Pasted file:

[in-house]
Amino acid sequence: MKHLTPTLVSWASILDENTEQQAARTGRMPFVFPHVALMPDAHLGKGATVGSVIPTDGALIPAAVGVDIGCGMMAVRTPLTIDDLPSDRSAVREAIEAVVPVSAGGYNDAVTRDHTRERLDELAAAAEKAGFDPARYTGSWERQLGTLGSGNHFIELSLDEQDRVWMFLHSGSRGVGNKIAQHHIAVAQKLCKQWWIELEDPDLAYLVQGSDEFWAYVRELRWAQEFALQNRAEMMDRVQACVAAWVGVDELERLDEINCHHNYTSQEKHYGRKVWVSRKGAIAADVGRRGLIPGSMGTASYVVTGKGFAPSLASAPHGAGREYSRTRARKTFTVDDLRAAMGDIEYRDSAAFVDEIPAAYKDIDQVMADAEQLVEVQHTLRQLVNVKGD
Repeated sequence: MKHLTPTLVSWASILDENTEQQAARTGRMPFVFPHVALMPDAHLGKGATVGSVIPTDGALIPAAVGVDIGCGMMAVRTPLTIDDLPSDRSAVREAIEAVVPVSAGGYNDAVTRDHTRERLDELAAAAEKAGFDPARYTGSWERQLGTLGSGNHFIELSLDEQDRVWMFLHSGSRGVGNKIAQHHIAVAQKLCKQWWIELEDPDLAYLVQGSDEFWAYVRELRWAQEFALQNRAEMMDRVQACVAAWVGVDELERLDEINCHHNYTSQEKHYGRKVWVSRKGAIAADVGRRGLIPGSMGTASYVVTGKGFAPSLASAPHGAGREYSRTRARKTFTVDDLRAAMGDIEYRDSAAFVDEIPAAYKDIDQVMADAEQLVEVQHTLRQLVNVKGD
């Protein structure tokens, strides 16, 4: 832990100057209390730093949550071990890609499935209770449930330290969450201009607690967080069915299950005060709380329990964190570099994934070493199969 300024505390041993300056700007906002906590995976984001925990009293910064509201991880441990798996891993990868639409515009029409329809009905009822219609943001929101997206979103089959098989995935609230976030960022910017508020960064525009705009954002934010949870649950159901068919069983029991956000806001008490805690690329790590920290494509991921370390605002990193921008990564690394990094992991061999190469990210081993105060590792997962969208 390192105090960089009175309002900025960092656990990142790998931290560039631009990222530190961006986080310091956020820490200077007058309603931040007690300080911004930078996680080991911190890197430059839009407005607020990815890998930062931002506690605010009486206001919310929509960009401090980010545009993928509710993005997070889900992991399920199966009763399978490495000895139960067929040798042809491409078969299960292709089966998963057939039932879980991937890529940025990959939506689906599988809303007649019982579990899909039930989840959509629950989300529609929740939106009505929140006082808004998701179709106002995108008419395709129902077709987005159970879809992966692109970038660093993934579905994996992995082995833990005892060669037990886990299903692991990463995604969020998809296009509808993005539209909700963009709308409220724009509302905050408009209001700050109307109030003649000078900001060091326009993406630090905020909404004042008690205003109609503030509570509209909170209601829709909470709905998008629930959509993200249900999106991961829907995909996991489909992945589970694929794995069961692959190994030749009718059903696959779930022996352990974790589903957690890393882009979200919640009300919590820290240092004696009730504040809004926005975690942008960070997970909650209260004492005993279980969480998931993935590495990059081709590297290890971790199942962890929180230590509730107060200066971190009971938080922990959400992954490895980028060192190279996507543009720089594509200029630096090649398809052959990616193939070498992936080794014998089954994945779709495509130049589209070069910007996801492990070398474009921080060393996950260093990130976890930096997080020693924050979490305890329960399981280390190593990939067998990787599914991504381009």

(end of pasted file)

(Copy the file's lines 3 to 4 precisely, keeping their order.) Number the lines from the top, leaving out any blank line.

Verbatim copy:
Repeated sequence: MKHLTPTLVSWASILDENTEQQAARTGRMPFVFPHVALMPDAHLGKGATVGSVIPTDGALIPAAVGVDIGCGMMAVRTPLTIDDLPSDRSAVREAIEAVVPVSAGGYNDAVTRDHTRERLDELAAAAEKAGFDPARYTGSWERQLGTLGSGNHFIELSLDEQDRVWMFLHSGSRGVGNKIAQHHIAVAQKLCKQWWIELEDPDLAYLVQGSDEFWAYVRELRWAQEFALQNRAEMMDRVQACVAAWVGVDELERLDEINCHHNYTSQEKHYGRKVWVSRKGAIAADVGRRGLIPGSMGTASYVVTGKGFAPSLASAPHGAGREYSRTRARKTFTVDDLRAAMGDIEYRDSAAFVDEIPAAYKDIDQVMADAEQLVEVQHTLRQLVNVKGD
């Protein structure tokens, strides 16, 4: 832990100057209390730093949550071990890609499935209770449930330290969450201009607690967080069915299950005060709380329990964190570099994934070493199969 300024505390041993300056700007906002906590995976984001925990009293910064509201991880441990798996891993990868639409515009029409329809009905009822219609943001929101997206979103089959098989995935609230976030960022910017508020960064525009705009954002934010949870649950159901068919069983029991956000806001008490805690690329790590920290494509991921370390605002990193921008990564690394990094992991061999190469990210081993105060590792997962969208 390192105090960089009175309002900025960092656990990142790998931290560039631009990222530190961006986080310091956020820490200077007058309603931040007690300080911004930078996680080991911190890197430059839009407005607020990815890998930062931002506690605010009486206001919310929509960009401090980010545009993928509710993005997070889900992991399920199966009763399978490495000895139960067929040798042809491409078969299960292709089966998963057939039932879980991937890529940025990959939506689906599988809303007649019982579990899909039930989840959509629950989300529609929740939106009505929140006082808004998701179709106002995108008419395709129902077709987005159970879809992966692109970038660093993934579905994996992995082995833990005892060669037990886990299903692991990463995604969020998809296009509808993005539209909700963009709308409220724009509302905050408009209001700050109307109030003649000078900001060091326009993406630090905020909404004042008690205003109609503030509570509209909170209601829709909470709905998008629930959509993200249900999106991961829907995909996991489909992945589970694929794995069961692959190994030749009718059903696959779930022996352990974790589903957690890393882009979200919640009300919590820290240092004696009730504040809004926005975690942008960070997970909650209260004492005993279980969480998931993935590495990059081709590297290890971790199942962890929180230590509730107060200066971190009971938080922990959400992954490895980028060192190279996507543009720089594509200029630096090649398809052959990616193939070498992936080794014998089954994945779709495509130049589209070069910007996801492990070398474009921080060393996950260093990130976890930096997080020693924050979490305890329960399981280390190593990939067998990787599914991504381009």